People have different opinions about how square dancing evolved to end up where it is today. We encourage you to develop your own understanding of this fascinating journey! To get you started, we offer the following overview of the six categories of American squares that are represented in this selection of web resources.


A style of dancing rooted in the French courts and English high-society. Most traditional New England squares are in this style. The quadrille (upon which today's American quadrille style squares are based) was an 18th century French invention, but by the early 19th century these dances had swept both Europe and the Americas. The early quadrilles were five- or six-part, carefully choreographed sequences danced in four-couple square sets.

Some characteristics of American quadrille style squares:

  • Danced in four-couple square sets.
  • Typically danced in connection to the phrases of the music.
  • Led by a caller providing prompts, as in a contra dance.
  • Choreography includes courtesy moves (bows and honors), in addition to some standard quadrille figures like ladies chains, rights and lefts, half promenade, half right and left, etc.
  • Long swings: 8 to 16 beats.
  • Danced to a wide variety of music: tunes from England, Scotland, Ireland, New England, and French Canada.


Sometimes referred to as "Southern," this style appears to have developed in rural communities in the Southern Appalachian Mountains. Englishman Cecil Sharp came across old-time mountain style in Kentucky during the last of several trips to America between 1915-1918. In The Country Dance Book, part 5 (1918), Sharp published a description of old-time mountain style, and named it "Kentucky Running Set." There is no evidence that the locals referred to the dance this way; more likely, Sharp misunderstood someone talking about "running a set." Sharp asserted that the dances were English in origin, and pre-dated the quadrille. There are compelling arguments developed more recently (notably a 1969 article called "Appalachian Square Dancing" by Hugh Thurston in Northern Junket vol. 9 nos. 11 and 12, and by Lee Ellen Friedland in her article, "Square Dance," in The International Encyclopedia of Dance) that indicate Scotch-Irish origins, and also leave the door open for other possible ethnicities.

Some characteristics of old-time mountain style squares:

  • Danced in four-couple square sets, or in a large circle of couples, depending on community: North and West of the Blue Ridge, the tendency is four-couple square sets; South and East, the tendency is a big circle of couples.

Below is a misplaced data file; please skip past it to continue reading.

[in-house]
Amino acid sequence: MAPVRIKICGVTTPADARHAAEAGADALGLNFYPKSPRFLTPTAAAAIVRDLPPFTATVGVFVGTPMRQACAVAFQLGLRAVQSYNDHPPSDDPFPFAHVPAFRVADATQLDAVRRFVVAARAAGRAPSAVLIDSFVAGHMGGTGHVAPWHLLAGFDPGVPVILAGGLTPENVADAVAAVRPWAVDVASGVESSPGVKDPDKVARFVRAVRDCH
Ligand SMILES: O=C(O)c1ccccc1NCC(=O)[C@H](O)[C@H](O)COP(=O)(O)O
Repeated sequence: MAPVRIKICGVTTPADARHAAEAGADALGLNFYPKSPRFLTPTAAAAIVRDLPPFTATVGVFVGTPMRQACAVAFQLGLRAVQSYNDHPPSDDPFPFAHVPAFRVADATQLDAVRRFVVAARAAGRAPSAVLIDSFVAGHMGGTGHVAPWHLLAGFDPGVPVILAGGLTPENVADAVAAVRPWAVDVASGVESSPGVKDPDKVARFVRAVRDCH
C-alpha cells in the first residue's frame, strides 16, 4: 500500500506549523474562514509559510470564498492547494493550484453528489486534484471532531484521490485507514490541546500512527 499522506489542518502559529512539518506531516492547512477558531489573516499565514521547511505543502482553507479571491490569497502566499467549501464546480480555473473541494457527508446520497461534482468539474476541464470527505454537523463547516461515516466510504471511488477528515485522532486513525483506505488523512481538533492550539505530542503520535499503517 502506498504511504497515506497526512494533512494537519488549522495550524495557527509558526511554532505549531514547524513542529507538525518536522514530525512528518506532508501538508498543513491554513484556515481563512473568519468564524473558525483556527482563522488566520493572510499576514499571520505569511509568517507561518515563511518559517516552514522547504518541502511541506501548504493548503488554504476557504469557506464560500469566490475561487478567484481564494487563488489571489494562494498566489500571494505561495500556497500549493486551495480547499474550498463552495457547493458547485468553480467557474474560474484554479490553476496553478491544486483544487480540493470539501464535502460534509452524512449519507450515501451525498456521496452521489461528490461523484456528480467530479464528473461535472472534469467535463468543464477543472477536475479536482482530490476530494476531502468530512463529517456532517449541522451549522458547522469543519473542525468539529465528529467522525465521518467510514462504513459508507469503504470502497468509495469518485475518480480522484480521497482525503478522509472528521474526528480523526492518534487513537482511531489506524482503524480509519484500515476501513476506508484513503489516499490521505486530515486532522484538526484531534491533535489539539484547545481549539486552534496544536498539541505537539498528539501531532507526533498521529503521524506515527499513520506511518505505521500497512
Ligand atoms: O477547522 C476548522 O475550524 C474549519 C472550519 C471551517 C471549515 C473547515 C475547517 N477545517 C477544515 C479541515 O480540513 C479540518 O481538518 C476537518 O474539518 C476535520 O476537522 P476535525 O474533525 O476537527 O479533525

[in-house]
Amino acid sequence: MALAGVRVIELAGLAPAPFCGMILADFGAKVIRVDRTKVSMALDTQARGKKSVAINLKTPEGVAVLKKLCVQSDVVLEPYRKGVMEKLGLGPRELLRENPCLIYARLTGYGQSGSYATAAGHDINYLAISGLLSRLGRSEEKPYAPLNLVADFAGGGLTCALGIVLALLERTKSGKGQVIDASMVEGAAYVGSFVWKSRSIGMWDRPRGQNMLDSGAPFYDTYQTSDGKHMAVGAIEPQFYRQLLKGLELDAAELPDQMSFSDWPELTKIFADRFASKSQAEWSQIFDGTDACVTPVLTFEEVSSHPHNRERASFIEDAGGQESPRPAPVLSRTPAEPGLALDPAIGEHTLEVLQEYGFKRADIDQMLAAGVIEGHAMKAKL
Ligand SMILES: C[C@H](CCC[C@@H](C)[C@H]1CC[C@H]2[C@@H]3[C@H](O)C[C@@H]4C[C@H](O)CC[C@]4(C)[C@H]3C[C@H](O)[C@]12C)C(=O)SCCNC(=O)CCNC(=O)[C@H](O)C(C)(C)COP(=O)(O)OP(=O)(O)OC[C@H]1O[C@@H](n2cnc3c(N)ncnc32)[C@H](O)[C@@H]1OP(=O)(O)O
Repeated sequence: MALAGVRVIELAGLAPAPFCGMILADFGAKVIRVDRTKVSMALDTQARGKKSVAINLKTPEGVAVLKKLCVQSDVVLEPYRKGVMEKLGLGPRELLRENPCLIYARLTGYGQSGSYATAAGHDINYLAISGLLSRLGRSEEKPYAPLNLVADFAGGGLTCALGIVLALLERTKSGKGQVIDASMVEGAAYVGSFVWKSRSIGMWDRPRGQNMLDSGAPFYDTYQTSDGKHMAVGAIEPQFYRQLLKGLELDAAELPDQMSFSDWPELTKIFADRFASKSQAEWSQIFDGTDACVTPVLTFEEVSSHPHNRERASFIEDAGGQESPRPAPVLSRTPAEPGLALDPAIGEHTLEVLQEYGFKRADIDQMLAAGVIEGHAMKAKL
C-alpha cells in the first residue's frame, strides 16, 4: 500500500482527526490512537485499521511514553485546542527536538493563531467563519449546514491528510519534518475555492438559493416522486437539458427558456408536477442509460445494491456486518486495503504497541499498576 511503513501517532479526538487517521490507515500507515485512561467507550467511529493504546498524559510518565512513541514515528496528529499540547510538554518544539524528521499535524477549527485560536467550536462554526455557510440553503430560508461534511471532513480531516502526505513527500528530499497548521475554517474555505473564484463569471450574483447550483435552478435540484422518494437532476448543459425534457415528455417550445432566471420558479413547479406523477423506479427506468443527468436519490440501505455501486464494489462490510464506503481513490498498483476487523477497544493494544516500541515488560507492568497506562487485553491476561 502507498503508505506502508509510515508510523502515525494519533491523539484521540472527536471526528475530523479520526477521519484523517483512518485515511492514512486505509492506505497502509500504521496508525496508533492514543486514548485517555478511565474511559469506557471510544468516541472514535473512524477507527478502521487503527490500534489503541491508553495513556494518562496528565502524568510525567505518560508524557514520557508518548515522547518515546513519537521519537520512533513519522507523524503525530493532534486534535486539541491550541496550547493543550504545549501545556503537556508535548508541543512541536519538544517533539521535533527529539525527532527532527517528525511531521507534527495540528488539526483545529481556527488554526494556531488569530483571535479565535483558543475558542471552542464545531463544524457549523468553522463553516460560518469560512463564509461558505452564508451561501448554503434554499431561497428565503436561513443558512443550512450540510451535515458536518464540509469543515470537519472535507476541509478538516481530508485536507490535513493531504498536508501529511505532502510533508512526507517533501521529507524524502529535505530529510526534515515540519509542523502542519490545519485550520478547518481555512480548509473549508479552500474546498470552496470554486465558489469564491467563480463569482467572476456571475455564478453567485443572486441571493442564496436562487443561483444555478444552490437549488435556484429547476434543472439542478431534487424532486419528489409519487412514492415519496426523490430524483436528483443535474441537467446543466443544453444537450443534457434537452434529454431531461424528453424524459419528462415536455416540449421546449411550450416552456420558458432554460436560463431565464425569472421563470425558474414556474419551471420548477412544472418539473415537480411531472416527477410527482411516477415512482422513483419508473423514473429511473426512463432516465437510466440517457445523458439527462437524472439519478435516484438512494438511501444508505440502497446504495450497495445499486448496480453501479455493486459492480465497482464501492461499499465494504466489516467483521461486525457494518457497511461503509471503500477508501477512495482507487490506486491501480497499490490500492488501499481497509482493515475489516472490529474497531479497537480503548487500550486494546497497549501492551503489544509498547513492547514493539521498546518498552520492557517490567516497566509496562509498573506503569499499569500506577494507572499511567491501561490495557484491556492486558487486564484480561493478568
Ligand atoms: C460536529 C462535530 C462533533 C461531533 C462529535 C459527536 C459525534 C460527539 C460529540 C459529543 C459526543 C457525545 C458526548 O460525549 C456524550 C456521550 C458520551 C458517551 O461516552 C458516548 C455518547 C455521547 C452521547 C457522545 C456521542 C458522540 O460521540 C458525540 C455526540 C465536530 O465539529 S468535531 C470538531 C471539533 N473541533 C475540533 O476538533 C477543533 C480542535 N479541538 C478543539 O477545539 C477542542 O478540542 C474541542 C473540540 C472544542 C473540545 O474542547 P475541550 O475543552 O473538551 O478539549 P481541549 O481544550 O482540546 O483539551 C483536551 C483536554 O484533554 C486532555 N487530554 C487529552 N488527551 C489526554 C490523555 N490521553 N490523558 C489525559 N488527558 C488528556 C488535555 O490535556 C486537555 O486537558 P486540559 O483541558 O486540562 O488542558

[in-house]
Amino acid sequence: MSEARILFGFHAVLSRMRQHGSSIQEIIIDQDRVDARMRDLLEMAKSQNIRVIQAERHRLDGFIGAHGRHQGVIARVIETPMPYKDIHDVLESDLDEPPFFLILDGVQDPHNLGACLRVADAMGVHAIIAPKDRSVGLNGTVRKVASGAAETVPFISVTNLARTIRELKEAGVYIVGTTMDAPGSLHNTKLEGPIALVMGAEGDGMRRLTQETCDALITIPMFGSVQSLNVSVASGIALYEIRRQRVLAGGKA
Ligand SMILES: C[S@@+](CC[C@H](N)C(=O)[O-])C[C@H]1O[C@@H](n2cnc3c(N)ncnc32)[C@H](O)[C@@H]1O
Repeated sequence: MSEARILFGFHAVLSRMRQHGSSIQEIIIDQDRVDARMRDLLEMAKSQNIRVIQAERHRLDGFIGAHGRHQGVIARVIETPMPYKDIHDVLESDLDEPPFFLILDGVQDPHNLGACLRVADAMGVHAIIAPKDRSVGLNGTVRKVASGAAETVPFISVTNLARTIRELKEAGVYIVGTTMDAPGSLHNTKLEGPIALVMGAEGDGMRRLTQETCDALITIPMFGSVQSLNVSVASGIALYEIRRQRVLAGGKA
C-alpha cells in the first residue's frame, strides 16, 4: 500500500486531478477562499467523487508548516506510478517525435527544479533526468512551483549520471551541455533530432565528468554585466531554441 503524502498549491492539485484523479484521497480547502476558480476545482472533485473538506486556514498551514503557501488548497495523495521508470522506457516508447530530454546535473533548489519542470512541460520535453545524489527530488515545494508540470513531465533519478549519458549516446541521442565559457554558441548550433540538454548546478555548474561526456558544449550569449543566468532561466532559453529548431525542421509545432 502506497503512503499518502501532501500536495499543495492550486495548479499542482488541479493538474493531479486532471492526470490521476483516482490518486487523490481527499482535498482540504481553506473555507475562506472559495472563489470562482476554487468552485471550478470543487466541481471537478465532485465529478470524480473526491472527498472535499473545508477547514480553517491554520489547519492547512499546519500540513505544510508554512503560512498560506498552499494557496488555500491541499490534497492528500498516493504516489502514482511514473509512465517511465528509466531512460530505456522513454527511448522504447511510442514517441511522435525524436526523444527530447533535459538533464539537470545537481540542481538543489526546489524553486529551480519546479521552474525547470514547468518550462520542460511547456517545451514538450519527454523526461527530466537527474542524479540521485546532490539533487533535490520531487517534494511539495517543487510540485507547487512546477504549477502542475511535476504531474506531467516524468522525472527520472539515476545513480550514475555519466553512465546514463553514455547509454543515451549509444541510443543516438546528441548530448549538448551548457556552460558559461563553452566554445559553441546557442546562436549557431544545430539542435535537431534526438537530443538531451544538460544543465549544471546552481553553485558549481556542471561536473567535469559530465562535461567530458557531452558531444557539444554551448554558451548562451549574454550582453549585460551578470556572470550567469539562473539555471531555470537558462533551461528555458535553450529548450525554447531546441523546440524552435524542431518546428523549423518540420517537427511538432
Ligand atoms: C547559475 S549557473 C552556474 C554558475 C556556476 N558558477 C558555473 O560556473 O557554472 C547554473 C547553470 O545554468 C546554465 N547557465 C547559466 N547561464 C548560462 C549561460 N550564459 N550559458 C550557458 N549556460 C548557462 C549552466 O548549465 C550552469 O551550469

• Danced to the beat of the music, not necessarily connected to the phrase.
  • A caller typically leads the dance. The timing of the calls is consistent from one dance event to the next, and is usually not affected by what is happening on the floor. The caller in old-time mountain style provides: the overall timing (including length of the figure, the swings, transitions on to the next, etc.); starting the dance and ending the dance; and entertainment (calls are expected and are as much a part of the dance as the music).
  • Many figures have associated rhyming calls that have been passed down over generations of callers, musicians, and dancers.
  • No honors, and no quadrille figures.
  • Short swings: 4 to 8 beats.
  • Danced to hoedowns (reels) played in the Appalachian style.


A style of dancing that developed in the Midwest and Southwest from the 19th century up through the mid-20th century. Figures in this style of square dancing bear a resemblance to old-time mountain style, because many of the early settlers of the American West came from Appalachia and brought their dance and music traditions with them. As more settlers moved West, a "new" Western square dance tradition slowly developed, combining elements of quadrille style and old-time mountain style square dance.

Some characteristics of traditional Western style:

  • Danced in four-couple square sets.
  • Sometimes danced in connection to the phrases of the music (as in quadrille style), sometimes danced to the beat rather than the phrase (as in old-time mountain style).
  • A caller provides the directions for the figures of the dance, using the traditional old-time mountain style described above, but also incorporating quadrille style prompts and "sight timing" (watching the dancers, and delivering the next call just as the dancers are completing the previous move) to keep the dancers moving smoothly through the figures.
  • The caller uses extra language to fill in the spaces between directions (often colorful rhyming language, not necessarily directive), commonly referred to as "patter."